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Covid-19 has more Americans working in delivery jobs than at gas stations

A FedEx truck is parked next to a UPS truck as both drivers make deliveries in downtown San Diego
Reuters/Mike Blake
Homeward bound.
By Dan Kopf
Published Last updated

Even before the arrival of Covid-19, delivery jobs were the fastest growing in the US. The pandemic sent that trend into overdrive.

From February to July, the number of people working as “couriers and messengers” jumped from less than 850,000 to almost 920,000, an increase of over 8%. At the same time, overall jobs in the US economy fell by 8%. With fewer people people commuting to work or visiting stores, jobs at gasoline stations also fell 4% over this period. This means July was the first time on record that more people worked in delivery than at gas stations, according to data from the US Bureau of Labor Statistics.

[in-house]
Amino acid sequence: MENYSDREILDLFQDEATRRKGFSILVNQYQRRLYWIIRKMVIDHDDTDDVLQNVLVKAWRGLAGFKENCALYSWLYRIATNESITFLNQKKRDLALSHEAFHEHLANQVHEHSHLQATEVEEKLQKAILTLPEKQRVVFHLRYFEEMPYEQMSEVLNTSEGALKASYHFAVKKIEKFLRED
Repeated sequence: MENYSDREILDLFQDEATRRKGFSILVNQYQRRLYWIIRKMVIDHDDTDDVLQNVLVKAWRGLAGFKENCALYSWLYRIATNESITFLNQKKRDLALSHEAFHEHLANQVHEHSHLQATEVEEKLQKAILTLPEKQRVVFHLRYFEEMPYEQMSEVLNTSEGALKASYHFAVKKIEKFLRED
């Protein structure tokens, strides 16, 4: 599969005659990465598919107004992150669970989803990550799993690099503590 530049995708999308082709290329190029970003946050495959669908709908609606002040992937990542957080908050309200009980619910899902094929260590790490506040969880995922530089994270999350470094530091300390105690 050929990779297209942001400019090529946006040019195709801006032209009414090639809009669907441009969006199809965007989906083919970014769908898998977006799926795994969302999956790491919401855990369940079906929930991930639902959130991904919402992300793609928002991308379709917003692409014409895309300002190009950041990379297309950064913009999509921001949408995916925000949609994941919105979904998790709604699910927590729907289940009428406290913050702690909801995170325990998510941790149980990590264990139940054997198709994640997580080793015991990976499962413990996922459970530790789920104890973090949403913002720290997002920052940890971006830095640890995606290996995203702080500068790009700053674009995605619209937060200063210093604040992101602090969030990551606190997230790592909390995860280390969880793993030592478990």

The US government defines the “courier and messenger” industry as companies involved in picking up and delivering goods that can be held by an individual without special equipment. A large share of the people in this sector work for shipping companies like Fedex and DHL, and a growing number do last-mile delivery for Amazon fulfillment centers. The job category does not include people working for the US Postal Service.

The rise in delivery jobs is part of a broader boom in logistics jobs that support e-commerce. Positions in warehousing are one of the few other job types to hold steady during the pandemic. At the same time, jobs in brick-and-mortar stores have fallen by about 6%.

This story is part of a new series we’re trying, “The Thing,” in which we examine what a single chart can tell us about the global economy. 

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